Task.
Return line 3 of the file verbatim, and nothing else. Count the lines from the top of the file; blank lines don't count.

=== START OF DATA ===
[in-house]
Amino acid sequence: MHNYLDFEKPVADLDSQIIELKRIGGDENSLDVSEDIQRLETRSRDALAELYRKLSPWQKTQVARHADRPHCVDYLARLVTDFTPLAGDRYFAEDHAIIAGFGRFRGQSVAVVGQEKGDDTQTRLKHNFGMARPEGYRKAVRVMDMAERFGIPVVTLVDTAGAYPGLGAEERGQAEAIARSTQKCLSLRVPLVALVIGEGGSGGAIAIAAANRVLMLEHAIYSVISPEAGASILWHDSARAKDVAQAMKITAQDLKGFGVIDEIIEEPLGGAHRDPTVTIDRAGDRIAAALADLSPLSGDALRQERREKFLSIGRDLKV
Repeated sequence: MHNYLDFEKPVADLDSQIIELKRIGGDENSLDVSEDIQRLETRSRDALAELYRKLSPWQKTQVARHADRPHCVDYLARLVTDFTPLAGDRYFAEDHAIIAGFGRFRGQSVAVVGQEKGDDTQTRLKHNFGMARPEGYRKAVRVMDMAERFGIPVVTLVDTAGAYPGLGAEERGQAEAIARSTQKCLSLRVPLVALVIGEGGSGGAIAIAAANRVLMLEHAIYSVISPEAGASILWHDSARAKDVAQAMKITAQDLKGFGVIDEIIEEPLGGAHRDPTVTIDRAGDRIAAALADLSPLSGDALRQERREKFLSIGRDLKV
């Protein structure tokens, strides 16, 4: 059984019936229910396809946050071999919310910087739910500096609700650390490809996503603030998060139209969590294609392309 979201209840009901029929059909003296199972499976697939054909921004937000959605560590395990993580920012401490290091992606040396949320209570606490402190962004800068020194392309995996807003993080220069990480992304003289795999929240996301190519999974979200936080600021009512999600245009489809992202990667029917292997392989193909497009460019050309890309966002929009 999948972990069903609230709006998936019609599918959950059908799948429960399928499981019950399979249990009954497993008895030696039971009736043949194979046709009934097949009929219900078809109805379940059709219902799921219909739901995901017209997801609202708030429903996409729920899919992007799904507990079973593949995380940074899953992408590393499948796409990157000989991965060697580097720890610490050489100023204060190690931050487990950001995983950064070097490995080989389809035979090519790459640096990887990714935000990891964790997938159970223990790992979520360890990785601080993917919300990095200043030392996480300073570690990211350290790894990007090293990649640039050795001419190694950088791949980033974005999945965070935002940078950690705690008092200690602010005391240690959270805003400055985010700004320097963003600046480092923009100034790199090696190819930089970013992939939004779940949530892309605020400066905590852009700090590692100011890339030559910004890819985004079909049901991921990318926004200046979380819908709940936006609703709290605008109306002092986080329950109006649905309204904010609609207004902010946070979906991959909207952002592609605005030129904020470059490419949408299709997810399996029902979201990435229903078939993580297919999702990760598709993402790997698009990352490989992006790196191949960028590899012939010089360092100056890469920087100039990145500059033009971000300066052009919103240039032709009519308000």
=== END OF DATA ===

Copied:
Repeated sequence: MHNYLDFEKPVADLDSQIIELKRIGGDENSLDVSEDIQRLETRSRDALAELYRKLSPWQKTQVARHADRPHCVDYLARLVTDFTPLAGDRYFAEDHAIIAGFGRFRGQSVAVVGQEKGDDTQTRLKHNFGMARPEGYRKAVRVMDMAERFGIPVVTLVDTAGAYPGLGAEERGQAEAIARSTQKCLSLRVPLVALVIGEGGSGGAIAIAAANRVLMLEHAIYSVISPEAGASILWHDSARAKDVAQAMKITAQDLKGFGVIDEIIEEPLGGAHRDPTVTIDRAGDRIAAALADLSPLSGDALRQERREKFLSIGRDLKV